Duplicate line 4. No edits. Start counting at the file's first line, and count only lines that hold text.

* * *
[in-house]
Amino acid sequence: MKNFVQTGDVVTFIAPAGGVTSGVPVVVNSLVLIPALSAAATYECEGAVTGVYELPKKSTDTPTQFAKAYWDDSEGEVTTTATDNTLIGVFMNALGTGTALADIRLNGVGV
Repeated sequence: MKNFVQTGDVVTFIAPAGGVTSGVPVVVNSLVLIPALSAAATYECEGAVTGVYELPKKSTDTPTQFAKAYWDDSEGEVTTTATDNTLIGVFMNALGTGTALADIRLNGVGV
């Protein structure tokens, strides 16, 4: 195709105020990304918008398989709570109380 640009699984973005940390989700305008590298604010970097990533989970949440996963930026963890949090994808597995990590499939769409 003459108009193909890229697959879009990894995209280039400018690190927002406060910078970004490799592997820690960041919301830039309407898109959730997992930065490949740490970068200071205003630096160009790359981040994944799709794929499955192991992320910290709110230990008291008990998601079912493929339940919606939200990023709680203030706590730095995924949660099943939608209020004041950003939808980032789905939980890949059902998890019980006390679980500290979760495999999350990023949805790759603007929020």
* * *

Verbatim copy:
């Protein structure tokens, strides 16, 4: 195709105020990304918008398989709570109380 640009699984973005940390989700305008590298604010970097990533989970949440996963930026963890949090994808597995990590499939769409 003459108009193909890229697959879009990894995209280039400018690190927002406060910078970004490799592997820690960041919301830039309407898109959730997992930065490949740490970068200071205003630096160009790359981040994944799709794929499955192991992320910290709110230990008291008990998601079912493929339940919606939200990023709680203030706590730095995924949660099943939608209020004041950003939808980032789905939980890949059902998890019980006390679980500290979760495999999350990023949805790759603007929020």